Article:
Is Singing out of Tune Inevitable?
If you are scared of singing in public for fear of being compared to a boiling kettle do not fear, singing out of tune is apparently avoidable and not due to bad hearing.
Is it Serious, Doctor?
Not at all! “Everybody is capable of singing in tune” says Erkki Bianco, speech therapist and former laryngologist at the Ecole d’Art Lyrique (Singing School) at the Paris Opera. He dispels a common myth saying “people always say that it’s a problem with the ear but that’s completely untrue, it’s a problem with proprioception”.
What's proprioception? Well, simply put, it is an awareness of our own body and its workings. So, unless someone is suffering from a very serious hearing problem, they probably sing out of tune because they do not have good vocal practices.
The Root of the Problem
Everyone uses his or her vocal chords every day, if only to talk. Singing complicates matters somewhat as it requires you to use your muscles to create pitch and to remember how each pitch feels.
Those who have been singing from a young age do this unconsciously. Others have to learn, the first hurdle is often overcoming the widespread, deep-rooted feeling that you simply “can’t”.
When some find the courage to start singing, they are disappointed by their first attempts. This is however often due to stress, which puts pressure on the vocal chords. In these cases there is often a gap between how they want to sing and how they do.
Even the least shy people can sing badly simply because they have not exercised their vocal chords in this way. A good musician may find singing difficult, as they never have had to in the past, other than in theory classes.
“Almost everyone can sing Frère Jacques quite easily… but Happy Birthday seems more complicated,” says Dr. Bianco. This is in part because people learning to sing wrongly assume that a gap between two notes requires a big effort, when the gesture needed to affect it is actually very small…
France, A Poor Student
“France is one of the countries where we sing worst”. French schoolchildren sing too infrequently, particularly when compared to their German and British neighbours. When French students are asked to sing it’s often in theoretical or stressful situations, which inhibits them.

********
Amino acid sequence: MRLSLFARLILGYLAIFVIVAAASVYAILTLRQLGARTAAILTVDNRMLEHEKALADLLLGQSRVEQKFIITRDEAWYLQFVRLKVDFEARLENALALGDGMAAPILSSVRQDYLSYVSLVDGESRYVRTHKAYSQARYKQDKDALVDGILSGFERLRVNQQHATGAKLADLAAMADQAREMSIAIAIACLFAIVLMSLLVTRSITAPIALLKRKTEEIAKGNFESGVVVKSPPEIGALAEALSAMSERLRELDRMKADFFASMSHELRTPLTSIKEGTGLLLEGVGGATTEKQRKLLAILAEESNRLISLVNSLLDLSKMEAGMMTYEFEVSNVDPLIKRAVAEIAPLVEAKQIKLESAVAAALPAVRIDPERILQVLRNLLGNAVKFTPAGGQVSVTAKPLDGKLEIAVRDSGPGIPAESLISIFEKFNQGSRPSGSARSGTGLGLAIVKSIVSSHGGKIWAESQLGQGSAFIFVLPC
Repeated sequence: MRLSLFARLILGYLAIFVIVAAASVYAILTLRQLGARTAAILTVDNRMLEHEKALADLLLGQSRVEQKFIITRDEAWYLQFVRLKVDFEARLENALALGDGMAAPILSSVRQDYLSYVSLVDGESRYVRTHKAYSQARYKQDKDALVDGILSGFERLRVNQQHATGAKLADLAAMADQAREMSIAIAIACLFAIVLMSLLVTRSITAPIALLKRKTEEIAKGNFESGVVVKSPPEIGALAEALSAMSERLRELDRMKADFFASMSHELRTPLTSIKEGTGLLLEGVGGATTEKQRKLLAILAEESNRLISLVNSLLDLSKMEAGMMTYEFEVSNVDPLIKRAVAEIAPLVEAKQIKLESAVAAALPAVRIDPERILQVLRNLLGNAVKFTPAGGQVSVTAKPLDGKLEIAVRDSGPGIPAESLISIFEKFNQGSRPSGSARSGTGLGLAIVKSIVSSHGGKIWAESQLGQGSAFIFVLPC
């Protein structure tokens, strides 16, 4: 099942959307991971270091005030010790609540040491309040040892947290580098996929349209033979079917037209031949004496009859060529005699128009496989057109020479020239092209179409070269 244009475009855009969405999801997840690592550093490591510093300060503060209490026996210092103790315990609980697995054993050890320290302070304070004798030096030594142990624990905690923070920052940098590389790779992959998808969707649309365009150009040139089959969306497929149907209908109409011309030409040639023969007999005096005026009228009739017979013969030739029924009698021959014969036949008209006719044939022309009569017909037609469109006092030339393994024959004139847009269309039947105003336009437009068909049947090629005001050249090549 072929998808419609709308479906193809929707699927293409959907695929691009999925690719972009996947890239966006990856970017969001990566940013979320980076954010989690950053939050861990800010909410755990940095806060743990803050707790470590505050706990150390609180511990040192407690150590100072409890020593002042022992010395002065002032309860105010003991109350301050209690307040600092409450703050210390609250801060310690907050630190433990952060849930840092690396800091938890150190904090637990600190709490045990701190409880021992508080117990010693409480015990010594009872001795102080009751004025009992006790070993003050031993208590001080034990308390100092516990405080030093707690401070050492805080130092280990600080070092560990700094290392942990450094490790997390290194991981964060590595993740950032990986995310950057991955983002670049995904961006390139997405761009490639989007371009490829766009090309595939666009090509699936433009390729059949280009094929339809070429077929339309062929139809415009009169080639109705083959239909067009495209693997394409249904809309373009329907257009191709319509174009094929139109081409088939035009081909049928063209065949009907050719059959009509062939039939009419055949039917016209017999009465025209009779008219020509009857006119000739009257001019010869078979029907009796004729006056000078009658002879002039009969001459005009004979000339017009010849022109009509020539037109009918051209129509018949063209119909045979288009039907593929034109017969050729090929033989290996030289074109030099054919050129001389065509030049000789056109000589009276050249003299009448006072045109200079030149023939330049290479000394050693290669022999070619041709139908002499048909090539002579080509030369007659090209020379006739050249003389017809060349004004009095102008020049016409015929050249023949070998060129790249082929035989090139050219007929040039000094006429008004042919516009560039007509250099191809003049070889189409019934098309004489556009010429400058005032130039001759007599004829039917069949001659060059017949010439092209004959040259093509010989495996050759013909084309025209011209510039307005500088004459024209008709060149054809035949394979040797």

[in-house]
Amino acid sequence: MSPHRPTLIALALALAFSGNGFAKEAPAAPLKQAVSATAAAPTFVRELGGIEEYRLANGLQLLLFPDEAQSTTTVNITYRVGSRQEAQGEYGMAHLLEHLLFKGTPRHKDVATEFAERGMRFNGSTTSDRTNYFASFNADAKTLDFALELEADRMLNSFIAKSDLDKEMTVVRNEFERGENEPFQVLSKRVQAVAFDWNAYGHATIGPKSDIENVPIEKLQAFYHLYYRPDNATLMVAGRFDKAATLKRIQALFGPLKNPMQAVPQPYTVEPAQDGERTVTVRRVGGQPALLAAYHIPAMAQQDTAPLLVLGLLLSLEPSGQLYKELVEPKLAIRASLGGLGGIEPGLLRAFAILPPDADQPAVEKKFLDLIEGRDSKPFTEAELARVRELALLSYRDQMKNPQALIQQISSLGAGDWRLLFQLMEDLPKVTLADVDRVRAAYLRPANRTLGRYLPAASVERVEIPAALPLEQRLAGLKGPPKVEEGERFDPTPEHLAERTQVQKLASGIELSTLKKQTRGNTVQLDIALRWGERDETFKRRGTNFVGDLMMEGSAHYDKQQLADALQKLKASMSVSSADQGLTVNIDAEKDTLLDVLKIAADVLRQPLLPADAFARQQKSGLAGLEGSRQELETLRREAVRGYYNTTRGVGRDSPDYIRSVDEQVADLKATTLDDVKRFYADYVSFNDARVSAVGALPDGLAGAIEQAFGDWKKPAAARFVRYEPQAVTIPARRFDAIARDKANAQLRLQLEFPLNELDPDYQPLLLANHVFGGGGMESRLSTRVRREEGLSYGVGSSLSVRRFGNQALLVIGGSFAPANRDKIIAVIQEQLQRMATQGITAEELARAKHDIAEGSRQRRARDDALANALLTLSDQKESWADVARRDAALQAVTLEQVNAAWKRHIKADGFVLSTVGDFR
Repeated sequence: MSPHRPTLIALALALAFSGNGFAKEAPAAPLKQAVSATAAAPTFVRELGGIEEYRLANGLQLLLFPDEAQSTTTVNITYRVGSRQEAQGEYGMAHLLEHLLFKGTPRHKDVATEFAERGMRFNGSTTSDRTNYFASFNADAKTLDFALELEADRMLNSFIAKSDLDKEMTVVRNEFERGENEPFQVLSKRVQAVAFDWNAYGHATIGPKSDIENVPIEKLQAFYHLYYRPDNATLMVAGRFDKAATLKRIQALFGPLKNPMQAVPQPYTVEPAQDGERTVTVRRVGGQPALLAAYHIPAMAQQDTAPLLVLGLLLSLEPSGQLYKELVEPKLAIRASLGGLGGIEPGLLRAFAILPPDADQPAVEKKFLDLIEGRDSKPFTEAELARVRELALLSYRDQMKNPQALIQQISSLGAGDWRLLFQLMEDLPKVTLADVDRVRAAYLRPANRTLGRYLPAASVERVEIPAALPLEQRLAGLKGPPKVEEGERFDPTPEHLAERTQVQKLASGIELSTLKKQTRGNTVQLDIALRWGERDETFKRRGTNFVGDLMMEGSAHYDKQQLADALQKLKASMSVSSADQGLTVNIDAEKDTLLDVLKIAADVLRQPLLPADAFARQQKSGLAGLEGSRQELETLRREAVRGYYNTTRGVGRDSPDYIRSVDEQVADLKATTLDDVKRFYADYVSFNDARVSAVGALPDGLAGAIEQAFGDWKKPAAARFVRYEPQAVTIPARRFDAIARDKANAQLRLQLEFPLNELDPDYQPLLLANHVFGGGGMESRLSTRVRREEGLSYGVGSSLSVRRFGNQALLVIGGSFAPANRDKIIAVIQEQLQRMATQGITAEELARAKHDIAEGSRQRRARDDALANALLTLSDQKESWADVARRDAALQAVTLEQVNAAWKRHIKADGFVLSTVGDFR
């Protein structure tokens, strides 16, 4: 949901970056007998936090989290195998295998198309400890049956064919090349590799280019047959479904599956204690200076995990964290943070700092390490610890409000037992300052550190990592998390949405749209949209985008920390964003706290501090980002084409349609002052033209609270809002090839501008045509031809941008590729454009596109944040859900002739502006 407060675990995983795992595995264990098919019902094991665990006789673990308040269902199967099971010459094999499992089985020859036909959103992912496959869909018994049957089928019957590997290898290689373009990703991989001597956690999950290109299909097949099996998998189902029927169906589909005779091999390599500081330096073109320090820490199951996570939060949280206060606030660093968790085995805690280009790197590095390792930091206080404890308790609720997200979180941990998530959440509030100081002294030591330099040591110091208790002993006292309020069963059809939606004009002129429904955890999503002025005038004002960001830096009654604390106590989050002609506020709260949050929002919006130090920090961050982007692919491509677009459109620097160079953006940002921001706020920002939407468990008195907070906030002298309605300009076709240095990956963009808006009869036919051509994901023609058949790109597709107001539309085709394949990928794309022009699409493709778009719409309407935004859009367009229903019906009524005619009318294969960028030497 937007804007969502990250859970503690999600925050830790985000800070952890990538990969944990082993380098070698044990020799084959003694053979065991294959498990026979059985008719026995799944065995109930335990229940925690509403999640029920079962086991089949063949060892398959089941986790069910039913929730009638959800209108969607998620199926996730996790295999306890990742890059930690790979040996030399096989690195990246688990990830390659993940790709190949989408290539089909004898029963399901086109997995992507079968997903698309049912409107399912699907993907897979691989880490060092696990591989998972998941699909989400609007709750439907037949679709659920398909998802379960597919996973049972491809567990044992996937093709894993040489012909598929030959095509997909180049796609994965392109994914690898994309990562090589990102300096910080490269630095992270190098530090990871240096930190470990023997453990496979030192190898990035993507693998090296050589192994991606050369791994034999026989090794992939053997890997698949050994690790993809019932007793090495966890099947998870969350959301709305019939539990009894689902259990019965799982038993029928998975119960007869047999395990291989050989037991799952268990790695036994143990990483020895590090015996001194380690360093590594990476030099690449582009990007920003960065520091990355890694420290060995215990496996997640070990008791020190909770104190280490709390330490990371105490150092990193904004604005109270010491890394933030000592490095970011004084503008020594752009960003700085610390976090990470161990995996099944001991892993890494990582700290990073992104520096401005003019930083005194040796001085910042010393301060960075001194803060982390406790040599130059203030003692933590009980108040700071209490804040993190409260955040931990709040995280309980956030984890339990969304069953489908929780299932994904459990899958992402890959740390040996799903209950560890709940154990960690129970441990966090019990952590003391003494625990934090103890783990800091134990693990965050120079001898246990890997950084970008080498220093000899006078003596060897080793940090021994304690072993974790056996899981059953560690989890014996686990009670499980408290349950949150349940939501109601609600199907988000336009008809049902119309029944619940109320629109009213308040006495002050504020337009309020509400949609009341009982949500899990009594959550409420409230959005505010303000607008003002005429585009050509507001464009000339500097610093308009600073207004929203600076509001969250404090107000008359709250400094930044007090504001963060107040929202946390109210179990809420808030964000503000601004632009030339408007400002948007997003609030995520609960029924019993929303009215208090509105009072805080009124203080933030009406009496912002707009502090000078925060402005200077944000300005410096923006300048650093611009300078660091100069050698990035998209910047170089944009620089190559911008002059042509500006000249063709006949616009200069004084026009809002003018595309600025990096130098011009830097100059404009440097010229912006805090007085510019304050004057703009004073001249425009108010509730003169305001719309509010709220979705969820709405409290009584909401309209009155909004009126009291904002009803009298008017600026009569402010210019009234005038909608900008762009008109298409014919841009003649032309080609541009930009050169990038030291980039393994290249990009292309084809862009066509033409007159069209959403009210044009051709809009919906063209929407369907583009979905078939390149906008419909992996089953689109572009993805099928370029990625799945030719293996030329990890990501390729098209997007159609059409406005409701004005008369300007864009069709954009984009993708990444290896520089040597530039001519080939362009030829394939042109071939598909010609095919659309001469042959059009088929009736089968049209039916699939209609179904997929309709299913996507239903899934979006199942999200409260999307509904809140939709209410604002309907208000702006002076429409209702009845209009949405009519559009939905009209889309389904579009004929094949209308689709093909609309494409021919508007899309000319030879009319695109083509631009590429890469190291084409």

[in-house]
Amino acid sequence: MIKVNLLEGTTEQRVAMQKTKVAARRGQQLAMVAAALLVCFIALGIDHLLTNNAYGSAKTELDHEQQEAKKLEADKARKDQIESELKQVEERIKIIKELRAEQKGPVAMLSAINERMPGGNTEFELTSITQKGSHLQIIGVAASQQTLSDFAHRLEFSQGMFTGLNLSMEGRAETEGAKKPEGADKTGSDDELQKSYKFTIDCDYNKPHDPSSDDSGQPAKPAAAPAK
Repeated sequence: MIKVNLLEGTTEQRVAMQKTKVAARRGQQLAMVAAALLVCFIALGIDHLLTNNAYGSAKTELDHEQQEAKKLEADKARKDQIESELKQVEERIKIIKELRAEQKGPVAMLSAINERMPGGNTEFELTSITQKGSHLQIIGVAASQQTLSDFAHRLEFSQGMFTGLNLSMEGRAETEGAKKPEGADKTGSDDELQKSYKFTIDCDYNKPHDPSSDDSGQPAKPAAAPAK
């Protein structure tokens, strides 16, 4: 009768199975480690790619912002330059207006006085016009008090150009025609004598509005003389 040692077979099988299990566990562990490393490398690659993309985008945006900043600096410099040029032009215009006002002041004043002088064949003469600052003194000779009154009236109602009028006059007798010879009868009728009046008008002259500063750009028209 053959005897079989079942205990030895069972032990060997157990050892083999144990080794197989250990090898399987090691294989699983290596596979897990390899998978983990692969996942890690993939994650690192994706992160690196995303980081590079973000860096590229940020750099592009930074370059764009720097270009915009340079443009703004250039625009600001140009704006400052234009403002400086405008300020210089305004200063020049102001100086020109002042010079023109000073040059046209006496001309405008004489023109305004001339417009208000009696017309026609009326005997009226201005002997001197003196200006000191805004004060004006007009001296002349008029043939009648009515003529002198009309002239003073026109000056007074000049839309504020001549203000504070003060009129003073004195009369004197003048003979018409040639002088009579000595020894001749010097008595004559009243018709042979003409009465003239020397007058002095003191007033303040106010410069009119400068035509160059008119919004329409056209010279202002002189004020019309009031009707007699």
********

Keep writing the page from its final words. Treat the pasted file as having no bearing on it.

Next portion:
The flat, unaccented French language does not help. In fact, singing comes more naturally to those with tonal languages. In Chinese, for example, the pronunciation of syllables already includes pitch – mâ and mà do not mean the same thing, it is almost necessary to sing to be understood.
Being a Singer
It may seem paradoxical but Dr Bianco is adamant that “to hear, you must first sing”. Singing in tune first and foremost requires physical experimentation, you need to produce both good and bad sounds and remember the feeling of doing it. Somebody whose hearing is deteriorating will still be able to sing well because they have the correct shapes in their muscle memory.
Listening can also be very useful. It is useful to soak up music when you are looking to improve your voice, though you do need to know what to listen for. If tuning is a priority, listening to pitch will help – ask yourself is that note sharper or flatter than the last?
Taken inspiration from great pieces and the most beautiful voices is all very well but it will all be in vain if you do not listen to yourself. Take the case of Florence Foster Jenkins, a notoriously bad singer, who has been depicted on the screen by Catherine Frot (in Marguerite) and Meryl Streep.
Jenkins listened to lots of music and was not lacking in confidence but she sang awfully. Even worse, she did not seem to realise it. According to Dr Bianco, the most logical explanation for her bad singing is that “she started late and, most importantly, did not listen to herself when she sang”.
Never Say Never
Everybody is capable of singing in tune, though it may be a bit more difficult for some. It’s best to start as soon as possible. Then all that remains is to develop your musical ear and your expressiveness.
Even tone-deaf people, who cannot differentiate between notes, must remain optimistic, recent research has shown that it is possible to cure this neurological condition.